August 21, 2019

Dear Colleagues,

The National Social Anxiety Center (NSAC) provides information about relevant research in service of disseminating and promoting evidence-based treatment. This month’s summary by Zach Pacha, LISW from NSAC Des Moines, focuses on how social anxiety increases visible anxiety signs during social encounters but does not impair performance.

The recently published study from Greenwich University in London (Thompson et al., 2019) examined “whether social anxiety is associated with impaired social behavior, and in particular: (1) whether impairment occurs only for specific dimensions of behavior, and (2) whether impairing effects are greater in females” (Thompson et al., 2019). The study can be found here.

This non-clinical sample was composed of ninety-three university students (45 males, 48 females, mean age of 25.6 years). Levels of trait social anxiety were measured by the Social Phobia Scale (SPS) and levels of state anxiety were measured with a single self-report item (scale of 1-10). Participants were asked to perform two social challenges that were categorized as commonly occurring socially challenging situations. One task was to perform a 3-minute speech on a persuasive argument in front of 3 independent raters. The second task was an interaction task were participants were told they would be introduced to someone and then have 3 minutes to find out everything they could about that person. Independent raters used the Social Performance Rating Scale (SPRS) to rate participants.

The results showed that higher levels of social anxiety were associated with higher observer ratings of behavioral discomfort (fidgeting, trembling, etc.) during the interaction task, but did not impair other aspects of performance. Additionally no statistical difference was found between impairment of females vs. males. The authors concluded “The current results suggest that, at the non-clinical level at least, social anxiety may magnify the visible signs of anxiety but have little impact on other social behavior dimensions that were assessed here” (Thompson et al., 2019).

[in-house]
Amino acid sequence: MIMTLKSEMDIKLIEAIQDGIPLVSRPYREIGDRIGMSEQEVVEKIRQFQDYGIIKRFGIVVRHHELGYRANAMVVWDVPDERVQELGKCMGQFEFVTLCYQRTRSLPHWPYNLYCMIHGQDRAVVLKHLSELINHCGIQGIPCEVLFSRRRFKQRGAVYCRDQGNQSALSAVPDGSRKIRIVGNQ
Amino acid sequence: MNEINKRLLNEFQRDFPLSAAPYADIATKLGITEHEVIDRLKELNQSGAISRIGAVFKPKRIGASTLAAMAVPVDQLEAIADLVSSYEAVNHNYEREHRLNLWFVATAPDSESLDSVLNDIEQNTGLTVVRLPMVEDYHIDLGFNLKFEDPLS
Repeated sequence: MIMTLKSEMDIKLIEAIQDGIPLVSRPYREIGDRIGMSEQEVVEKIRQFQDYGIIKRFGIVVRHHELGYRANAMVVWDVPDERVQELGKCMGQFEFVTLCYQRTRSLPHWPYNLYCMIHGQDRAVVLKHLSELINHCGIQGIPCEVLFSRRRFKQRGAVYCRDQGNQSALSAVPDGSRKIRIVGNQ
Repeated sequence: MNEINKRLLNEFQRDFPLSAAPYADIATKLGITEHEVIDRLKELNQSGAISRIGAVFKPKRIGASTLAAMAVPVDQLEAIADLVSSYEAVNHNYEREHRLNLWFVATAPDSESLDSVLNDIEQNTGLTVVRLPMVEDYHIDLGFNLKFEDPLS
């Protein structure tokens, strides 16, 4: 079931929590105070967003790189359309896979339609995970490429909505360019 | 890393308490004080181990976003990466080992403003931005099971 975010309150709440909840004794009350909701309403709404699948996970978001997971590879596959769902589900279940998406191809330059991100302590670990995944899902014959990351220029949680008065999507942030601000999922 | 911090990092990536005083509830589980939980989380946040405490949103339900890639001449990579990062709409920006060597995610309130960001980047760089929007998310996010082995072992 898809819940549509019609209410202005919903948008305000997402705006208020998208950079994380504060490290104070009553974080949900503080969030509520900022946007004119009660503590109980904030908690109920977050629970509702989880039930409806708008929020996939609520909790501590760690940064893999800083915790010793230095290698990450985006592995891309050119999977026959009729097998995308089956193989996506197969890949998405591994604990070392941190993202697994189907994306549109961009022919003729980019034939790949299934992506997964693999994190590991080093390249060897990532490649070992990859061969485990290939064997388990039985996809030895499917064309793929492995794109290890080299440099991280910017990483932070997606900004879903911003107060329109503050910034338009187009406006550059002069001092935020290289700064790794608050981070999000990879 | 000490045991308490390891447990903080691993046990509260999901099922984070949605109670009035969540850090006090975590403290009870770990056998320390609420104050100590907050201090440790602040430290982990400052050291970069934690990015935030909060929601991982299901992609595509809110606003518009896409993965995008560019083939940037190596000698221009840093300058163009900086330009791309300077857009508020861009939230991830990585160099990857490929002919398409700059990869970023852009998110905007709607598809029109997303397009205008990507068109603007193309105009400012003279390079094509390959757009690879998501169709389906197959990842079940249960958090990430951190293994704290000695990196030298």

How common are visible symptoms of social anxiety for those who don’t meet the criteria for the disorder? In what ways do you help clients learn that observable behaviors don’t necessarily impact the performance of a task?

Thompson, T., Van Zalk, N., Marshall, C., Sargeant, M., & Stubbs, B. Social anxiety increases visible anxiety signs during social encounters but does not impair performance. BMC Psychology 7, article 24; April 23, 2019.

Zach Pacha, LISW, ACT
Mental Health Therapist

Representative of NSAC Des Moines
(The Anxiety and OCD Center of Iowa)